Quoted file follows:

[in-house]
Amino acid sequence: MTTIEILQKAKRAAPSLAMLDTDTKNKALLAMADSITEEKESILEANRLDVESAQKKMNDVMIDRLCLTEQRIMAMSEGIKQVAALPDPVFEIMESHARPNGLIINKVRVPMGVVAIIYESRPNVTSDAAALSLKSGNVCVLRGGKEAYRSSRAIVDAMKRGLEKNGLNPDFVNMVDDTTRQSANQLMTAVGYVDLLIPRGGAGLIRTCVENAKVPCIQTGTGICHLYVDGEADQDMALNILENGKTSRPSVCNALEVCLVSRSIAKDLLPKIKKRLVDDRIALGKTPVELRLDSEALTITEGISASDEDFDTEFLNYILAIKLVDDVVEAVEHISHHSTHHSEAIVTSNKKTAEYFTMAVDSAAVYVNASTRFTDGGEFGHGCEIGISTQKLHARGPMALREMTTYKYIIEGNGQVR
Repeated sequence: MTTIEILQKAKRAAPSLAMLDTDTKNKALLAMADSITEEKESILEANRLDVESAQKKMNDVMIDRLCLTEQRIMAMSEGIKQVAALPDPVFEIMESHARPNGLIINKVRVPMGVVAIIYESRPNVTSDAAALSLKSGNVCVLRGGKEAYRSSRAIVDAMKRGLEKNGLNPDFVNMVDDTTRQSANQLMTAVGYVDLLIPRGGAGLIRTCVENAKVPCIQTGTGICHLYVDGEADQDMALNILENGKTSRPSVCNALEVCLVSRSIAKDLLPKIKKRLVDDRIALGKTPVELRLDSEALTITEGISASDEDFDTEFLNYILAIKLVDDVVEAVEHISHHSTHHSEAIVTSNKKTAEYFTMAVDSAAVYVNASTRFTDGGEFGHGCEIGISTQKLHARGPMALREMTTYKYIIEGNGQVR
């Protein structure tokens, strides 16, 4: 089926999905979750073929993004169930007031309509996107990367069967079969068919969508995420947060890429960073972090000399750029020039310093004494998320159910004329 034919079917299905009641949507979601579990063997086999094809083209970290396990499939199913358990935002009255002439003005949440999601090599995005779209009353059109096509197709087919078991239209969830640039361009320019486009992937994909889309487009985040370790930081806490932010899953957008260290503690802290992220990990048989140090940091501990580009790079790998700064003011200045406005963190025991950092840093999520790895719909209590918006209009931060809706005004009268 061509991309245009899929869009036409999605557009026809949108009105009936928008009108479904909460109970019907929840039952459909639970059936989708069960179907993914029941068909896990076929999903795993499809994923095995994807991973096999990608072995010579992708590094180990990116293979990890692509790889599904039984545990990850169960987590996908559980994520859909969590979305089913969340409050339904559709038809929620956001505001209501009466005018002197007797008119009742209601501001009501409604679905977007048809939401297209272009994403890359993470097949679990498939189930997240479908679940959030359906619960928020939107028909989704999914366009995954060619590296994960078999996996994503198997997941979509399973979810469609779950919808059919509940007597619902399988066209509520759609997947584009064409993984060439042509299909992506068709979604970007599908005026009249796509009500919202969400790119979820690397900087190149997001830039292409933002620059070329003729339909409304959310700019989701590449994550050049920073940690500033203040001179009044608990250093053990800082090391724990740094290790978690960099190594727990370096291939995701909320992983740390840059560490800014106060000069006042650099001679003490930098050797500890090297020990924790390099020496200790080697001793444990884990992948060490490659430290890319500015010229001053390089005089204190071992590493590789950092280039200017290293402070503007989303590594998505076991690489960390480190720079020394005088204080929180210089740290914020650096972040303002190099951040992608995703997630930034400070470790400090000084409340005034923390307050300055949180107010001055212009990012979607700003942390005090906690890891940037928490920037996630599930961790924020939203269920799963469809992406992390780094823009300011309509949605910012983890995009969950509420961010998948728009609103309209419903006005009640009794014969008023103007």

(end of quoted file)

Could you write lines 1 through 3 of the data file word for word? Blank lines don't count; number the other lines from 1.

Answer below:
[in-house]
Amino acid sequence: MTTIEILQKAKRAAPSLAMLDTDTKNKALLAMADSITEEKESILEANRLDVESAQKKMNDVMIDRLCLTEQRIMAMSEGIKQVAALPDPVFEIMESHARPNGLIINKVRVPMGVVAIIYESRPNVTSDAAALSLKSGNVCVLRGGKEAYRSSRAIVDAMKRGLEKNGLNPDFVNMVDDTTRQSANQLMTAVGYVDLLIPRGGAGLIRTCVENAKVPCIQTGTGICHLYVDGEADQDMALNILENGKTSRPSVCNALEVCLVSRSIAKDLLPKIKKRLVDDRIALGKTPVELRLDSEALTITEGISASDEDFDTEFLNYILAIKLVDDVVEAVEHISHHSTHHSEAIVTSNKKTAEYFTMAVDSAAVYVNASTRFTDGGEFGHGCEIGISTQKLHARGPMALREMTTYKYIIEGNGQVR
Repeated sequence: MTTIEILQKAKRAAPSLAMLDTDTKNKALLAMADSITEEKESILEANRLDVESAQKKMNDVMIDRLCLTEQRIMAMSEGIKQVAALPDPVFEIMESHARPNGLIINKVRVPMGVVAIIYESRPNVTSDAAALSLKSGNVCVLRGGKEAYRSSRAIVDAMKRGLEKNGLNPDFVNMVDDTTRQSANQLMTAVGYVDLLIPRGGAGLIRTCVENAKVPCIQTGTGICHLYVDGEADQDMALNILENGKTSRPSVCNALEVCLVSRSIAKDLLPKIKKRLVDDRIALGKTPVELRLDSEALTITEGISASDEDFDTEFLNYILAIKLVDDVVEAVEHISHHSTHHSEAIVTSNKKTAEYFTMAVDSAAVYVNASTRFTDGGEFGHGCEIGISTQKLHARGPMALREMTTYKYIIEGNGQVR